CHAPTER 4. THE PYRAMIDAL SYSTEM

OBJECTIVE:
    BE ABLE TO IDENTIFY THE ORIGIN OF THE PYRAMIDAL SYSTEM, THE LOCATION AND RELATIONSHIPS OF THE CORTICOSPINAL TRACT AT ALL BRAIN AND SPINAL CORD LEVELS, AND THE LOCATION OF THE CORTICOBULBAR TRACT IN THE INTERNAL CAPSULE AND MIDBRAIN.

The corticospinal (pyramidal) and corticobulbar (corticonuclear) tracts arise from upper motor neurons mostly in the motor cortex, which is located in the precentral gyrus and anterior part of the paracentral lobule (Pls. 4, 5, 26, 27, 28).

Identify the corticospinal and corticobulbar tracts as they descend through the posterior limb of the internal capsule (Sls. 49, 48, 47; Pls. 26, 33; MRI 5, 9).

Observe the corticospinal and corticobulbar tracts in the cerebral crus (Sls. 36, 35, 34, 33, 32, 31; Pls. 10, 28; MRI 13), where they are located in about the middle tenth of the crus. Note the close proximity of these upper motor neuron fibers to the lower motor neuron fibers of the oculomotor nerve.

The corticospinal and corticobulbar tracts leave the cerebral crus as numerous bundles which enter the basilar part of the pons (Sl. 29). These bundles are separated from one another by the pontine nuclei and the transversely-directed pontine fibers that enter the middle cerebellar peduncle. Observe that as the bundles of corticospinal fibers descend through the pons (Sls. 27, 25, 23, 21), they gradually move closer together again, so that upon entering the medulla, they form one bundle, the medullary pyramid (Sls. 19, 17, 14, 12, 10; Pls. 6, 8, 10).

Note the close proximity of the pyramid to the abducens nerve as it emerges at the pontomedullary sulcus and to the hypoglossal nerve rootlets as they emerge in the preolivary sulcus. The fact that the upper motor neuron fibers of the pyramidal tract are close to the lower motor neuron fibers of the III, VI, and XII nerves is the anatomical basis for the superior, middle, and inferior alternating hemiplegia syndromes.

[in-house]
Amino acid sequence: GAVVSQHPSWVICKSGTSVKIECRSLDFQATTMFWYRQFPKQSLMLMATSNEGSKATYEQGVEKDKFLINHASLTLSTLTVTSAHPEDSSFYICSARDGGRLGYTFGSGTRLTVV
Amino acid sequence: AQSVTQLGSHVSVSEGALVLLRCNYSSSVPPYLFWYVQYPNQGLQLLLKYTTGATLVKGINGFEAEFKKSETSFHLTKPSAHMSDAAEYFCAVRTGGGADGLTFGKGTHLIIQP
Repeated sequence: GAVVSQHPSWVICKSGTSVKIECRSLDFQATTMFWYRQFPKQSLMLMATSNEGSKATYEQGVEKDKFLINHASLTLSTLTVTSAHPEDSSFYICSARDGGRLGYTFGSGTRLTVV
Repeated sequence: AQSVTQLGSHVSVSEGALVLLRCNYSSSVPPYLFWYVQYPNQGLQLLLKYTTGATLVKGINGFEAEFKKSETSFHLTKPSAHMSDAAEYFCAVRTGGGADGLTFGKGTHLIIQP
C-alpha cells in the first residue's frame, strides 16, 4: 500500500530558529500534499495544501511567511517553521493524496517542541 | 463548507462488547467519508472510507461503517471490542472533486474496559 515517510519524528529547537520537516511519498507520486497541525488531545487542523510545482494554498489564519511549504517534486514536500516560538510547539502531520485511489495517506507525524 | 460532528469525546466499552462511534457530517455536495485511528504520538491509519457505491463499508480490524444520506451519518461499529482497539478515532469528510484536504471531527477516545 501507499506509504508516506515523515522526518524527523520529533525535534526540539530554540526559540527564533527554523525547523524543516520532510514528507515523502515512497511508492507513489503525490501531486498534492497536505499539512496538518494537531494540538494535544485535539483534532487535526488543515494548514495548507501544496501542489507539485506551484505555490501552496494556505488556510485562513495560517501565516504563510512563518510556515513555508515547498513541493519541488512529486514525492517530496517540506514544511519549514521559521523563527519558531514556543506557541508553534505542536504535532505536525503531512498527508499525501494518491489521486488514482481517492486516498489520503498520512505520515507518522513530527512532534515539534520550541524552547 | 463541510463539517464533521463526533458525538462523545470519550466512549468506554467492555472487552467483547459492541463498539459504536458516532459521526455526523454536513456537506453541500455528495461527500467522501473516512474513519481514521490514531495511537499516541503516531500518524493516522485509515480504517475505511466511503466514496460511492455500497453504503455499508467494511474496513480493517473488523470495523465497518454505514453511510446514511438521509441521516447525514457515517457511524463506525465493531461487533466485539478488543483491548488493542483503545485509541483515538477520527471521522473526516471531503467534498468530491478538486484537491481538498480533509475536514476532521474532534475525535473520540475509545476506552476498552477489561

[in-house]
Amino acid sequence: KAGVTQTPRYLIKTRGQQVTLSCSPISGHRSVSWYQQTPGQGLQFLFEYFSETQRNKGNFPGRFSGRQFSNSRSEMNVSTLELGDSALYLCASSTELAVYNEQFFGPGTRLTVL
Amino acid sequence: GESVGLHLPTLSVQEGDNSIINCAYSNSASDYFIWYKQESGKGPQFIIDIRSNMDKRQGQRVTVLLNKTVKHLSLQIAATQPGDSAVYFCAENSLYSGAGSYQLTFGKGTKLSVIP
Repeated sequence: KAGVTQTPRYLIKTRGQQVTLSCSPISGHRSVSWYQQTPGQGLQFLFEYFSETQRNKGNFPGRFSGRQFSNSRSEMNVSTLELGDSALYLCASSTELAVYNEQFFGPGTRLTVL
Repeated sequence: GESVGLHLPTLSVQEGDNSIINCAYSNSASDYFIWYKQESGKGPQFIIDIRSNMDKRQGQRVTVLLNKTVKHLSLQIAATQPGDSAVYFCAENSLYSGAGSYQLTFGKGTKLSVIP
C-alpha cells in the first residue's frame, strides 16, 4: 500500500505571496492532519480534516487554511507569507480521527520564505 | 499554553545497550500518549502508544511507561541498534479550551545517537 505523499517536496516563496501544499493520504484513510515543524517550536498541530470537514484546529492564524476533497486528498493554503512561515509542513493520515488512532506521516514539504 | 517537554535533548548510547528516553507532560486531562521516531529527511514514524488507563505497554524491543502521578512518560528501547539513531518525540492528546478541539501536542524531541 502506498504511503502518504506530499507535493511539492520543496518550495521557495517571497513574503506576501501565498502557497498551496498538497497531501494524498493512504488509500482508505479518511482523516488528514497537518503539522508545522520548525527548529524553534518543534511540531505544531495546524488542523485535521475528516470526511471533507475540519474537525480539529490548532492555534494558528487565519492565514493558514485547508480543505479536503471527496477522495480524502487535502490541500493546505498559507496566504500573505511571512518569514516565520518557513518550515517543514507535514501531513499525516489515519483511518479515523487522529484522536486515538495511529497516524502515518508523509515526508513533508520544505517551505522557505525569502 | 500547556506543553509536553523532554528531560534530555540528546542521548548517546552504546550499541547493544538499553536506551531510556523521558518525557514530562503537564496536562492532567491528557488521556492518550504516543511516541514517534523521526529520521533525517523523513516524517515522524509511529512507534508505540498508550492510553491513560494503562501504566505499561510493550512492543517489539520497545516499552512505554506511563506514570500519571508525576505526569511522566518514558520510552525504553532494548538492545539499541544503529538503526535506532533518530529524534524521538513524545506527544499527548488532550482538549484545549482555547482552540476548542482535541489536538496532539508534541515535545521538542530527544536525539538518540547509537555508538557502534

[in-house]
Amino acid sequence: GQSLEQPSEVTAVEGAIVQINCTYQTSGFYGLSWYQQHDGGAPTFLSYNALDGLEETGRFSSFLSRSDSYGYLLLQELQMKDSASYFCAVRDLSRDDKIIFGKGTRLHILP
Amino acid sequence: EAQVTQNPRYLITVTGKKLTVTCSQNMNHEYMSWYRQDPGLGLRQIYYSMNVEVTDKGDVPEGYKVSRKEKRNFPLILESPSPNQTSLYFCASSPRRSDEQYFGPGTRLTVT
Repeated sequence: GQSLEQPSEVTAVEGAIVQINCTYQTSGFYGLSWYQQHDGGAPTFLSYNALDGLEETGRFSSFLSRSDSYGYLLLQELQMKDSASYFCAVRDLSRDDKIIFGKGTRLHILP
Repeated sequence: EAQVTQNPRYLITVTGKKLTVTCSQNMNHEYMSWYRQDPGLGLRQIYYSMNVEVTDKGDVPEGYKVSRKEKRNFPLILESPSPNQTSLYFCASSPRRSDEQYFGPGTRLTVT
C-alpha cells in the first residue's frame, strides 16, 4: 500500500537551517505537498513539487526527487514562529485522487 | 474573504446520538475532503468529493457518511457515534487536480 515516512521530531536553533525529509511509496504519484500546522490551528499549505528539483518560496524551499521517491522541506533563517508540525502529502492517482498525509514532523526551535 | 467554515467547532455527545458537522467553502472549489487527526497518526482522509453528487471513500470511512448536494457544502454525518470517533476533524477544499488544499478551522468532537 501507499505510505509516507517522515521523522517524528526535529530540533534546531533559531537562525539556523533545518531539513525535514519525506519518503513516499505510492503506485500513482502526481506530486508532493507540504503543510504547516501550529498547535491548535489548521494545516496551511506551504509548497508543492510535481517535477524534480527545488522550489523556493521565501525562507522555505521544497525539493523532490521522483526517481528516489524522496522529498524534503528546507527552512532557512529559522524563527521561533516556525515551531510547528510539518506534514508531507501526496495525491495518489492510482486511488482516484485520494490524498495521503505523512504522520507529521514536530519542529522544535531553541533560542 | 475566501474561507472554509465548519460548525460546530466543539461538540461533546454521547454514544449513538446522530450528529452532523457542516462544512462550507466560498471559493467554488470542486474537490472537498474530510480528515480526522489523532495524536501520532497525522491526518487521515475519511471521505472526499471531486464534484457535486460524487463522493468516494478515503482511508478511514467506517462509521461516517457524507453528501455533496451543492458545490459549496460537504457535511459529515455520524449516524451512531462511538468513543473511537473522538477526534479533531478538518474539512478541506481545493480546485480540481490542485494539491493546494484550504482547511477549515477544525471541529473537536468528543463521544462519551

Identify in the caudal part of the medulla the pyramidal decussation (Sl. 9; Pl. 10). Here, the decussating fibers, ordinarily comprising 90% of the pyramidal tract, pass dorsolaterally and form the lateral corticospinal tract which descends through all spinal cord levels in the dorsal part of the lateral funiculus (Sls. 8, 7, 6, 5, 4, 3, 2, 1) The uncrossed pyramidal fibers pass directly into the anterior funiculus of the spinal cord as the ventral corticospinal tract (Sls. 8, 7, 6, 5) which is limited to the cervical segments. Most fibers of the ventral corticospinal tract decussate at the level at which they terminate.

The corticobulbar tract is formed from upper motoneurons located primarily in the ventral part of the precentral gyrus, the head region. The fibers accompany the corticospinal tract through the corona radiata and the internal capsule. Below this level the corticobulbar fibers are difficult to trace. Some descend in relation to the corticospinal fibers, others in the tegmentum of the midbrain, pons and medulla.